17. R. Fiore says:

    Sales are not the only measure of success; another is the impact you were having on the culture in general. Not to pull rank, but Kim and I were both alive when this was happening, and there was little doubt which company was dominating the zeitgeist. (Of course, in the zeitgeist of the 60s it was a much bigger thing to be the upcoming insurgent than it was to be the establishment, even if the establishment was doing better in balance sheet terms.) Another measure is who would begin to follow the lead of who, and it would definitely evolve into DC trying to be more like Marvel. The macro trend was that reading comic books was going out of style as a childhood activity, and one of the perceived solutions to reversing this trend was “becoming more relevant,” and the perception was that Marvel was better at this.

  18. R. Fiore says:

    Nevertheless, as a p.s., the data Patrick brings up is an interesting and worthwhile corrective to certain impressions the zeitgeist might have given us.

  19. patrick ford says:

    True Marvel was coming on like gang-busters while the lead horses were fading, and DC and everyone else could see that, but on the whole the 60’s were a bad decade for comics. Comics books were a non-entity among kids in the places where I grew up, if anything they were an object of scorn even among 3rd graders. By the end of the Silver Age comic books were being forced off newsstands, and if it hadn’t been for the direct market, they may not have survived. Marvel’s own sales actually peaked (discounting the 80’s-early 90’s collectible mania) in 1968 before Marvel was able to expand it’s line after it was freed from the constraints it operated under while being distributed by Independent News which was owned by DC and Warner executive Jack Liebowitz. Under Perfect Film’s ownership Marvel returned to the “Goodman Method” (flood the newsstand) the sales of Marvel’s best selling titles went down, year by year until a point in the late 70’s when it has been said Jim Galton was on the point of shutting down comic book publishing, and DC executives were thinking along the same lines.

  20. patrick ford says:

    One thing I love about the Barks Donald is it can’t be translated to film. The reason is the film Donald, who came first is identified with a novelty voice which is difficult to listen to for more than very short bursts. There is simply no way you could have the film Donald voice carry a feature film. The Barks Donald can talk to his hearts content, and it’s no problem because his dialogue is written on the page.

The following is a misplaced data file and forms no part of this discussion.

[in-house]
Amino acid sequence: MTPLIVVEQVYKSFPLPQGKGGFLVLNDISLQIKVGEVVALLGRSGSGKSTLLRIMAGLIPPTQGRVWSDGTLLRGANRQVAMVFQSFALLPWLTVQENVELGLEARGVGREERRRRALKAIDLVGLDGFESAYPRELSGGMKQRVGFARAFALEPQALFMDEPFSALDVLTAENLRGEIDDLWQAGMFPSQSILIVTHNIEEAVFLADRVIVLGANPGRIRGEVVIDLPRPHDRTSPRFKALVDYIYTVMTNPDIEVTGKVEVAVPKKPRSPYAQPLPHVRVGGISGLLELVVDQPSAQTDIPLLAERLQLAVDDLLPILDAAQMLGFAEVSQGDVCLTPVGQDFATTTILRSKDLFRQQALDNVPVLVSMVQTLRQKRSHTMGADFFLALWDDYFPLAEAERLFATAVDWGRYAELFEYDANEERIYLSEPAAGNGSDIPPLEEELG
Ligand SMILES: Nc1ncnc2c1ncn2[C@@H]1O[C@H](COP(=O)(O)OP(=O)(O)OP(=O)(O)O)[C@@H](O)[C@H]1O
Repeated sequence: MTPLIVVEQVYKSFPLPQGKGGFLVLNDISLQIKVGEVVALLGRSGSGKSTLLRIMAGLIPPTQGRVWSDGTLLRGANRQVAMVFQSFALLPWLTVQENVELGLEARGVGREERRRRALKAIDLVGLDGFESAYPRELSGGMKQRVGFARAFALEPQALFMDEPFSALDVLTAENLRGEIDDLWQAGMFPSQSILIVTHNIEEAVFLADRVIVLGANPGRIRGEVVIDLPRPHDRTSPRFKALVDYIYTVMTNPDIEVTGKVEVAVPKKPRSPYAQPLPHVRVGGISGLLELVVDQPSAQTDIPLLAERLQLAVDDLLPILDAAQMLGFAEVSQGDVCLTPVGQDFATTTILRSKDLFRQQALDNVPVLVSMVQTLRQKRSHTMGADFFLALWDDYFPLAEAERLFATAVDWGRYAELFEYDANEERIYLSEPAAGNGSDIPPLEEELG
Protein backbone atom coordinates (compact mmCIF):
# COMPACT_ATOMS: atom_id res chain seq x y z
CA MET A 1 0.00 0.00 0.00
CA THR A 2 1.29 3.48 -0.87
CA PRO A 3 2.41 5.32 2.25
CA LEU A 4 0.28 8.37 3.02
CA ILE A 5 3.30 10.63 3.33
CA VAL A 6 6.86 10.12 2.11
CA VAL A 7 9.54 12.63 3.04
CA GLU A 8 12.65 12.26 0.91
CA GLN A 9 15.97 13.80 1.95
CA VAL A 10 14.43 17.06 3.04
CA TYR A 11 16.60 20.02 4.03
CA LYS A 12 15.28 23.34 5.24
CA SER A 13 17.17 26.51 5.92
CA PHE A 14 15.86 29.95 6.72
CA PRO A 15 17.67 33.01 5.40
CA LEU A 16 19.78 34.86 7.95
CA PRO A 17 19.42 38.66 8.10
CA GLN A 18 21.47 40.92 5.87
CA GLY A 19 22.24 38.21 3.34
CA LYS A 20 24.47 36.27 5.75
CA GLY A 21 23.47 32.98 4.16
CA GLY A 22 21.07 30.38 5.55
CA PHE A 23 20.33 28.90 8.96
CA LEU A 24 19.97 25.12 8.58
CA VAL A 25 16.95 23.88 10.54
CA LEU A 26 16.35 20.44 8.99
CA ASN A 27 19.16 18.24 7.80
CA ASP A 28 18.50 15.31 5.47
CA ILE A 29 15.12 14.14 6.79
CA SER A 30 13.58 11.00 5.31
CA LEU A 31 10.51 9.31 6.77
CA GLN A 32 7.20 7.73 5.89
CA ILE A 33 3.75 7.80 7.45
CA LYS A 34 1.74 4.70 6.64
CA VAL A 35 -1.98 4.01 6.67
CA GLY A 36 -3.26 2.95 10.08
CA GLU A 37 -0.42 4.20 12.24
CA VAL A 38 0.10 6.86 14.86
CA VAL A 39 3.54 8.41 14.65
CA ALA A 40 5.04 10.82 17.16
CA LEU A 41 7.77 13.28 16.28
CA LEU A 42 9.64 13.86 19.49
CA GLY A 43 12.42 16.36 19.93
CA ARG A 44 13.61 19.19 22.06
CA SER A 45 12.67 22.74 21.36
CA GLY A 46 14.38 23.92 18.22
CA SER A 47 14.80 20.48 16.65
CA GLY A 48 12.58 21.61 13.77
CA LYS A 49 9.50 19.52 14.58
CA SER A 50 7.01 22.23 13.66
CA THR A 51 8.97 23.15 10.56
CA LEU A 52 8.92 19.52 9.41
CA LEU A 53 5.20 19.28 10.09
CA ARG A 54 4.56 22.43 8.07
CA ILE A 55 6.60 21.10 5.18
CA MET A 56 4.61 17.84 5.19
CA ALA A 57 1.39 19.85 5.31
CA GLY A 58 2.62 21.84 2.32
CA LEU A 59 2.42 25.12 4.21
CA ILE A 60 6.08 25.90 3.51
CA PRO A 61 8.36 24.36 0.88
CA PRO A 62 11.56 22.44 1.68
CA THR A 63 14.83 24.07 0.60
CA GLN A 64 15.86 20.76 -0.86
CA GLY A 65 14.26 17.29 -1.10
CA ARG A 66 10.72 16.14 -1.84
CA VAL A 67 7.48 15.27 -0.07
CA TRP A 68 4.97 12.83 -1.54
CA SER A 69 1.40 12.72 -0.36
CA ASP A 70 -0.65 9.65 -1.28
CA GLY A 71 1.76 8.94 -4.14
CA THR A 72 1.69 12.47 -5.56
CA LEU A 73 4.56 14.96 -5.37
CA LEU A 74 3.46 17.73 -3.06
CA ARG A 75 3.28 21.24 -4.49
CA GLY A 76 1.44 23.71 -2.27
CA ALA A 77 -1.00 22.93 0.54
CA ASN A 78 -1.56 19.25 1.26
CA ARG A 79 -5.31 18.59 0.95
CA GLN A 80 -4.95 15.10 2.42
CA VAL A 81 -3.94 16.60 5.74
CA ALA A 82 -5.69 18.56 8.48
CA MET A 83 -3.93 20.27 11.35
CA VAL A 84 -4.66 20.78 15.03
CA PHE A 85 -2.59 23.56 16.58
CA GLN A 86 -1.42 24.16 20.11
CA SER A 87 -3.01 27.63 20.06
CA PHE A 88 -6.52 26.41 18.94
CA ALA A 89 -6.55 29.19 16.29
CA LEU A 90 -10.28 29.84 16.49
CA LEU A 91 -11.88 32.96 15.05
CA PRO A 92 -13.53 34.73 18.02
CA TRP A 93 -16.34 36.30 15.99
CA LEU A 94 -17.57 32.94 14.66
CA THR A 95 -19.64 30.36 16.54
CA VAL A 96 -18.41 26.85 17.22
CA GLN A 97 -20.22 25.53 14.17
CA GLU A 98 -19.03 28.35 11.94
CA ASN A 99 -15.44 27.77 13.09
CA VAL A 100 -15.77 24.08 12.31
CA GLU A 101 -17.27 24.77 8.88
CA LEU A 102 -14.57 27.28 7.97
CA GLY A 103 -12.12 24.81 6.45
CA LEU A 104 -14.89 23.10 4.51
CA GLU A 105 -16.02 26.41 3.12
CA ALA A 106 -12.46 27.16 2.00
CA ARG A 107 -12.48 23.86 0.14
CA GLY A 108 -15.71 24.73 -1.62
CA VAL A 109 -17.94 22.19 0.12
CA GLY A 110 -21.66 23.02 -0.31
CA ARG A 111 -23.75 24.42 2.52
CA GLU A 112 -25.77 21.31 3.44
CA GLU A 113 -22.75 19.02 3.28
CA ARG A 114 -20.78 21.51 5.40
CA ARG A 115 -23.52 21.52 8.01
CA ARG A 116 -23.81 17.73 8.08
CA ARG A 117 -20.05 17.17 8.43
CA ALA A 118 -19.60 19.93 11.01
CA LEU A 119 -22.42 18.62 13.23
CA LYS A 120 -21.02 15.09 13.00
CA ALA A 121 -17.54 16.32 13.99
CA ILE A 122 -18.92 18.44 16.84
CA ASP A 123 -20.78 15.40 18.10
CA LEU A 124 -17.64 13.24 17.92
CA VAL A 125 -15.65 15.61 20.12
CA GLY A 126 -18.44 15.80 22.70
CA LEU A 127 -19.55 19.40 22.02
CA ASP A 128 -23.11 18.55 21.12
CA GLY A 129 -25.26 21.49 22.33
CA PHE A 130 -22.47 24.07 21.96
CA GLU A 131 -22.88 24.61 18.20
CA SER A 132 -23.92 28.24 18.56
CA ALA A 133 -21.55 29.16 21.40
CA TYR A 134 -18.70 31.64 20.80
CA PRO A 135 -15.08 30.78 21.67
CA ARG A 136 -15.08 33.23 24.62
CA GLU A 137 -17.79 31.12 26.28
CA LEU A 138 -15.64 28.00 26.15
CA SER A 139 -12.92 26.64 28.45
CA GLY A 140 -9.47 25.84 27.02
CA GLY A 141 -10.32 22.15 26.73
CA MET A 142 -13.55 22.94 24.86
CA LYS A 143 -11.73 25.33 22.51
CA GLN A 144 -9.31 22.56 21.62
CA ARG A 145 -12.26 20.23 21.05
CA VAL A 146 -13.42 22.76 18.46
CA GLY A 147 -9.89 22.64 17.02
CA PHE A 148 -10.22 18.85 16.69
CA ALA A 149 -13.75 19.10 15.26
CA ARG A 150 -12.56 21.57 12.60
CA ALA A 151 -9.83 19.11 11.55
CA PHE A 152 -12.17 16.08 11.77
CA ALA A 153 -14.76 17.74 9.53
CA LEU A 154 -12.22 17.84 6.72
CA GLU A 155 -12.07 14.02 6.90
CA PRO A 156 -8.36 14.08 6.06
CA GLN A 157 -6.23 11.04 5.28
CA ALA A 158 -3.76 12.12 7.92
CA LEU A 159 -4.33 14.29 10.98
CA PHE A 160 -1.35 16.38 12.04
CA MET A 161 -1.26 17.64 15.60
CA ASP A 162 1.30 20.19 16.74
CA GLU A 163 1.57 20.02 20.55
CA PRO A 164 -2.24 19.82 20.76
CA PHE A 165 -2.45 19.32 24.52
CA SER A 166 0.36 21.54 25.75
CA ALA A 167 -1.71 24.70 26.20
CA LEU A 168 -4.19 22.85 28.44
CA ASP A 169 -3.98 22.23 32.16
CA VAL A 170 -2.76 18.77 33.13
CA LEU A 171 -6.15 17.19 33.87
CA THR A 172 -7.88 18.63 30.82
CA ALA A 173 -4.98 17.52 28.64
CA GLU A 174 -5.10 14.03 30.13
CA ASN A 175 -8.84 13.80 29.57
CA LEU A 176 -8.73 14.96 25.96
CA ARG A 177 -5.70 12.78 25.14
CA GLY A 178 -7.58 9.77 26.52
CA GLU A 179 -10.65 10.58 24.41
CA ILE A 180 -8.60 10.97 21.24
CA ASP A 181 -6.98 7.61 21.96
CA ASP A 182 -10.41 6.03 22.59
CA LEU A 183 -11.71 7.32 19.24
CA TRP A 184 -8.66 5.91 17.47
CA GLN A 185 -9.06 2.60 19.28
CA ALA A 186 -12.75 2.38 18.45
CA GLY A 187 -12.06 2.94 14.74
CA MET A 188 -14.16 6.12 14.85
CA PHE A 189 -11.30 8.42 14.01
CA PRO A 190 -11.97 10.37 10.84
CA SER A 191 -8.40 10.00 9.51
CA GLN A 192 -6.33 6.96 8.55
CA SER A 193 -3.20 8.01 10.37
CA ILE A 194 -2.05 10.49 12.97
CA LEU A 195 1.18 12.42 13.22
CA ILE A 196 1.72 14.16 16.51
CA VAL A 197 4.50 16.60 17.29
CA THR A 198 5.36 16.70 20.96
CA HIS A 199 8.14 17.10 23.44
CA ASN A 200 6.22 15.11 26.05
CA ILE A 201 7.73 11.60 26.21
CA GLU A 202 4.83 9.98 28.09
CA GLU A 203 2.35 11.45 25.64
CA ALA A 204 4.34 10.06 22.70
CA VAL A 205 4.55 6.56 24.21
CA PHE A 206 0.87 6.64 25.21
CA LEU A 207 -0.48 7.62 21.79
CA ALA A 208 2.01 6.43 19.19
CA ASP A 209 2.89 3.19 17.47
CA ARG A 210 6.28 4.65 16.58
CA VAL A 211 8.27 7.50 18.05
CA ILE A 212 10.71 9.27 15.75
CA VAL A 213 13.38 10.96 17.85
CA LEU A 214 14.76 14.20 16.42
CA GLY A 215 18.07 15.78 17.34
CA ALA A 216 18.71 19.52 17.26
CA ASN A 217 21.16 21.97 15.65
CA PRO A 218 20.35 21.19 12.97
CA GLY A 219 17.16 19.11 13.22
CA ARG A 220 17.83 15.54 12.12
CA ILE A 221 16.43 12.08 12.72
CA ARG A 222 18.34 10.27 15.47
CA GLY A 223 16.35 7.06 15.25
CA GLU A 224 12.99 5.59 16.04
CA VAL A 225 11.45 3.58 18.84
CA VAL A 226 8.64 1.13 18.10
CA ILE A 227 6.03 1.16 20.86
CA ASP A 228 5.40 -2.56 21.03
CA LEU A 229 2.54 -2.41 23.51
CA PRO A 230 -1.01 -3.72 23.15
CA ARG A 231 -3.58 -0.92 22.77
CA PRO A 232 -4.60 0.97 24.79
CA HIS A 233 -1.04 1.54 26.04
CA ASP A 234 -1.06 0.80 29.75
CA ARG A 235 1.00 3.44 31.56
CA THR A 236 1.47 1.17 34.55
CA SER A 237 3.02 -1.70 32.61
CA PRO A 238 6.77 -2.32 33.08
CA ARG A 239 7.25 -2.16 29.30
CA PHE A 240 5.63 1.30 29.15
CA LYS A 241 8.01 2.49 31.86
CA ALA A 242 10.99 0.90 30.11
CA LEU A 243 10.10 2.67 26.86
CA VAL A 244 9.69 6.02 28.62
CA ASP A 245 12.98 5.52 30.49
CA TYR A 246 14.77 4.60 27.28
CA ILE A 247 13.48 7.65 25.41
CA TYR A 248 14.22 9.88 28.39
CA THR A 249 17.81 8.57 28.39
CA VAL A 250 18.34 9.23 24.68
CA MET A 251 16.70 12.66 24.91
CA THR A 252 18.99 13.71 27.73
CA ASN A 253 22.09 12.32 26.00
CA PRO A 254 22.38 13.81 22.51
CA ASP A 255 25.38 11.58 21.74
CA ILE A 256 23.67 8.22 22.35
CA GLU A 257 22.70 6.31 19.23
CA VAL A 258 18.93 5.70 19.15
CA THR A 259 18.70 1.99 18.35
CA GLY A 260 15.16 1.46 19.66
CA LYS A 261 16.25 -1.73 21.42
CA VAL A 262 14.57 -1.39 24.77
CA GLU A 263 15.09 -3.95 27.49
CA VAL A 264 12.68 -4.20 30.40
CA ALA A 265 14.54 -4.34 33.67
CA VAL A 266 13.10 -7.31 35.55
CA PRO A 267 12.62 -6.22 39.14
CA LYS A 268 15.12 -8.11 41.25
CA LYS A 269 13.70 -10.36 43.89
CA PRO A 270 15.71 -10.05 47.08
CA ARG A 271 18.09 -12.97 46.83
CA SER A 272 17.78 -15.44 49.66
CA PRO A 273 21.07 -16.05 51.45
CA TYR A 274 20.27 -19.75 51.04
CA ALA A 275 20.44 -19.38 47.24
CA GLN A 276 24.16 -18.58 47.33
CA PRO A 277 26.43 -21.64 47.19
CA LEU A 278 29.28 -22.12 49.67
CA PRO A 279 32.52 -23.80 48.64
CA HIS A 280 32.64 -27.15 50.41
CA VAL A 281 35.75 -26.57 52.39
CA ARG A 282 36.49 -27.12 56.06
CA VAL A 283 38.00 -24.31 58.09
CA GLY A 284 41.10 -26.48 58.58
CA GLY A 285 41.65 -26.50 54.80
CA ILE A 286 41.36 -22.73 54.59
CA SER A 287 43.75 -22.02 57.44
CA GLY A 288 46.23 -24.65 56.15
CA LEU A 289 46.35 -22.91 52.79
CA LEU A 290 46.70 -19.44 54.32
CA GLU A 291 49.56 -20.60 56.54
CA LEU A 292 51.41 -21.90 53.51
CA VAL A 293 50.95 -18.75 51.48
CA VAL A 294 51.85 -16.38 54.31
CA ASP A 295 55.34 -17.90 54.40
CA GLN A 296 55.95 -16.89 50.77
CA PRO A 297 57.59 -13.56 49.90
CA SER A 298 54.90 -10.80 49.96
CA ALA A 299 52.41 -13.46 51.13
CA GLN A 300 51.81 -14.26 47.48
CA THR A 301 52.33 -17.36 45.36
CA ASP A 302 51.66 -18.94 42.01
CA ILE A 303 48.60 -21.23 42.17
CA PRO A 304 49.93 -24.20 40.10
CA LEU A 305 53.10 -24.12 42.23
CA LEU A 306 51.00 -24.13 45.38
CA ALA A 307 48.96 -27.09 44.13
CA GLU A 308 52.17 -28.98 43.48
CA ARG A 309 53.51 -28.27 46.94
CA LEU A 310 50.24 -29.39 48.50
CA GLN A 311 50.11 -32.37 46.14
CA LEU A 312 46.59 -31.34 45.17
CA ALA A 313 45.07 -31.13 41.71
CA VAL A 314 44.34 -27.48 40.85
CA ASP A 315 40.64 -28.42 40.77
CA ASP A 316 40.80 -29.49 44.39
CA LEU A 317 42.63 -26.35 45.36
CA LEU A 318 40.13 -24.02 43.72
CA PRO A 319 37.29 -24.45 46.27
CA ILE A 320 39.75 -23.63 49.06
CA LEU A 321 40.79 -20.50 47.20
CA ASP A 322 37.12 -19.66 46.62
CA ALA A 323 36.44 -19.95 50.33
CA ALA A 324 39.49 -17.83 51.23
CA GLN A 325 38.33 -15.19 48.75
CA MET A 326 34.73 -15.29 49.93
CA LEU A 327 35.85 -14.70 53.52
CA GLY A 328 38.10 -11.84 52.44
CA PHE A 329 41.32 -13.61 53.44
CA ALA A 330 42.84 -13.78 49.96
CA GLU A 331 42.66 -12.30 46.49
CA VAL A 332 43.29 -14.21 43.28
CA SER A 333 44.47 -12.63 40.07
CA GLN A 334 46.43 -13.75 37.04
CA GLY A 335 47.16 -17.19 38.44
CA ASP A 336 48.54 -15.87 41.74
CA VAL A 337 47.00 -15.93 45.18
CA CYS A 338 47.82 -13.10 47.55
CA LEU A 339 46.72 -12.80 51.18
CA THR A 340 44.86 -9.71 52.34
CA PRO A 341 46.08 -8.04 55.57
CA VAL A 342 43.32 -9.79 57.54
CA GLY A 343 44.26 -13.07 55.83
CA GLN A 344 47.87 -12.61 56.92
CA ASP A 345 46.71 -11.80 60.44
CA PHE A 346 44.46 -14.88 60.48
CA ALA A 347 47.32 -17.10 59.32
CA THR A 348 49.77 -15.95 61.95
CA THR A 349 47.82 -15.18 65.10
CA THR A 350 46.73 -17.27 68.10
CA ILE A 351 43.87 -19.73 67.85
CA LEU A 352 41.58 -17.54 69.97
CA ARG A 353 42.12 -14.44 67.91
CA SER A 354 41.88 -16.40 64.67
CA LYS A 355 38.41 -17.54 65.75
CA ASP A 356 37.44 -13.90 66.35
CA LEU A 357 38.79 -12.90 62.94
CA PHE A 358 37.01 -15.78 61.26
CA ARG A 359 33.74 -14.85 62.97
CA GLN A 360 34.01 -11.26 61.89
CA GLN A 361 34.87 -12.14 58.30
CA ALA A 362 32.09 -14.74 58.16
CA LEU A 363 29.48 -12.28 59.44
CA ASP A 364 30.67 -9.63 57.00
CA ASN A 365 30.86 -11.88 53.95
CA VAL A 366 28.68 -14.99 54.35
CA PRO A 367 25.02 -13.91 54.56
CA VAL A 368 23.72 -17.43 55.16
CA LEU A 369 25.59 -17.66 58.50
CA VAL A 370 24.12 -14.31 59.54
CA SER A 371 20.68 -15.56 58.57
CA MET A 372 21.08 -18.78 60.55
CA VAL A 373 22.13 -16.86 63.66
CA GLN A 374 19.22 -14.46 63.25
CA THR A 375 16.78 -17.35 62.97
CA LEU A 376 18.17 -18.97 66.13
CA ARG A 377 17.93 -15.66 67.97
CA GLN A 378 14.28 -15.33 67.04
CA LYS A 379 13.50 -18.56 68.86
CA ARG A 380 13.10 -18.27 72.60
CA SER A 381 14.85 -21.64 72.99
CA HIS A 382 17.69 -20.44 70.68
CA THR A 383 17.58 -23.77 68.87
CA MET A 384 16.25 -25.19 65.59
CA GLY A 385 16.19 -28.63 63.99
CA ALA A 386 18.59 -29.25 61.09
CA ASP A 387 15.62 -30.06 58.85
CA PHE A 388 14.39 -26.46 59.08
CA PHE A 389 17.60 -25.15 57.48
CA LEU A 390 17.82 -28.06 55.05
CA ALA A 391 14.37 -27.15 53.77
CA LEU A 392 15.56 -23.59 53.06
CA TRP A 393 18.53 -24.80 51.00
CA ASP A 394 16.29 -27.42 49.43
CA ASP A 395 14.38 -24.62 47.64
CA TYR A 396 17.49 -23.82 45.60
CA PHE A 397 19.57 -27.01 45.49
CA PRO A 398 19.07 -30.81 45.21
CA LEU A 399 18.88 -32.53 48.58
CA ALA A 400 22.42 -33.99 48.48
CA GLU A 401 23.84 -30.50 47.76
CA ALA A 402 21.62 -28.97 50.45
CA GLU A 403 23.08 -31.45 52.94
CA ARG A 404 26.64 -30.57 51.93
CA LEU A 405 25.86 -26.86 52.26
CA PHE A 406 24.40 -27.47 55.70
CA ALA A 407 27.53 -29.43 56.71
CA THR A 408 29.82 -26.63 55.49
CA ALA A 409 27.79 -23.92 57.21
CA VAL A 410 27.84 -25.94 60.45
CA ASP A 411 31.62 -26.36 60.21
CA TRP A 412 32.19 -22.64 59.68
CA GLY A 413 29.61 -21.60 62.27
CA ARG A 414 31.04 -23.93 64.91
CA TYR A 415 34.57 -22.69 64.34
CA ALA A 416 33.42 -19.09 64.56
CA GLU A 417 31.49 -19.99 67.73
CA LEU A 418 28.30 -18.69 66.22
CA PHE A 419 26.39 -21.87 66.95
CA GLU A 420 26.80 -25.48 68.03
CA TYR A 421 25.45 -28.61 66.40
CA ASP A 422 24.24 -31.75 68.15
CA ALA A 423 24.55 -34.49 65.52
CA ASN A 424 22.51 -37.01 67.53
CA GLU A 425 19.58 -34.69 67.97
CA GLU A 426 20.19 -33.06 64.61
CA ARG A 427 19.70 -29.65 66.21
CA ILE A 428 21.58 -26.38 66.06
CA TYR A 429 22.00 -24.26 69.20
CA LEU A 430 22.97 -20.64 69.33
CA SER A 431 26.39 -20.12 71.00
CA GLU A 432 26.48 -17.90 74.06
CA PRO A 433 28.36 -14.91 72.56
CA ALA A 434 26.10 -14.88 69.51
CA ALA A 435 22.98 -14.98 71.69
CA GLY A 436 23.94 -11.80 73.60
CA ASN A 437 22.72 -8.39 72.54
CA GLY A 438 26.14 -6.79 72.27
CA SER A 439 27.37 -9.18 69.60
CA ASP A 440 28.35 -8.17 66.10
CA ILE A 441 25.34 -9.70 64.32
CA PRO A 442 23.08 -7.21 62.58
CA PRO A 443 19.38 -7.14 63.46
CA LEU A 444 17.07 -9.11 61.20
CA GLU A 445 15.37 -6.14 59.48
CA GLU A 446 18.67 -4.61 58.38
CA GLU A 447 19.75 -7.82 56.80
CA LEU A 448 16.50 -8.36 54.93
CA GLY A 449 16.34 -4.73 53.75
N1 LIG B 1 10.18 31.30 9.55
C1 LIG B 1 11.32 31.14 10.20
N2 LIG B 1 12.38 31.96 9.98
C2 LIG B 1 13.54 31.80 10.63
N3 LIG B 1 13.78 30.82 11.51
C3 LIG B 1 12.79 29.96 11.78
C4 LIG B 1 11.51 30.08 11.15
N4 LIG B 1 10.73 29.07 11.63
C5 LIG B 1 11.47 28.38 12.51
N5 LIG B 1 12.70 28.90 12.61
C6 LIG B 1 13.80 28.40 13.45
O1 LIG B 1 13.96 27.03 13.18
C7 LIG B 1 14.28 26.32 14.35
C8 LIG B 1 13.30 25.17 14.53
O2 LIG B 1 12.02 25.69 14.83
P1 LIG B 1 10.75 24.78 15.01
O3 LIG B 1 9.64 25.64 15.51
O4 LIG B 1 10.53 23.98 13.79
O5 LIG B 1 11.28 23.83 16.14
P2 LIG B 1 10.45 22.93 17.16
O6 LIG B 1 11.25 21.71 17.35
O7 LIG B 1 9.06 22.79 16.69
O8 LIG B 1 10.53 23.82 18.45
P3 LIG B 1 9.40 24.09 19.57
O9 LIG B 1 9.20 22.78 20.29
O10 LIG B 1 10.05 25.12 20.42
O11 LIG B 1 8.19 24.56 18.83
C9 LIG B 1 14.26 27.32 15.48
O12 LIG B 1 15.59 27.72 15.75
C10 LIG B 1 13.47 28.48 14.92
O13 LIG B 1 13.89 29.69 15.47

So if you’ve ever wondered, “If Disney wants to make good cartoon features why don’t they just do direct adaptations from Barks classics,” the reason might be Donald’s film squawk.

  21. Alexandre Buchet says:

    Well, for the ‘Duck Tales’ animated series they almost totally sidelined Donald, replacing him with Launchpad McQuack.

    Great voicework on that series. I loved Scrooge’s Scottish and Majica DeSpell’s Slavic accents.

  22. R. Fiore says:

    I’ve never watched Duck Tales, but I never liked the idea of a Scottish-accented Scrooge McDuck. In my mind I always heard him as American, and I don’t recall any effort to put Scottish dialect in the word balloons, except perhaps in the very beginning.

    Mike Barrier once made the interesting suggestion that they adapt the Barks stories to live action, changing the characters to human beings.

  23. danieljmata says:

    I’ve read a few Blake & Mortimer (M and the Pyramids books), and they read wonderfully if you just skip over the narration boxes. As a young turk, yee gads, those things. Still, the books are nice to own if just for the art work.

  24. patrick ford says:

    Never saw Duck Tales either, in that I’ve really got no interest in Disney Duck suits.

    They could be live action or animated, anything but Ducks, it wouldn’t matter, they’re better stories just as plots than anything I’ve seen from Pixar, Disney, Dream Works, and all the rest of the stuff I take my kids to see. And they could keep most of the dialogue with only minor changes.

    Unlike 90% of the writers in mainstream comics history Barks was an exceptional writer. The typical comic book writer is a hack who can’t make it on words alone. Jim Woodring gave the perfect description in his TCJ interview when he talked about the bitter pathetic comic book writers who were also writing for Ruby-Spears.

    A bunch of fakes who kept talking about the great novel they were going to write one day.

  25. Alexandre Buchet says:

    Hold on, Patrick — Woodring doesn’t mention any comics writers at Ruby-Spears at all, although certainly some worked there (such as Steve Gerber, in my view an excellent writer.)

    Duck Tales were mostly adapted from the Barks stories, and featured superior TV animation from Disney’s Paris studios; you should give’em a whirl.

  26. patrick ford says:

    Woodring is talking in general about the whole group of writers at Ruby-Spears several of whom were comic book writers. Gerber’s name never came up in the interview that I recall.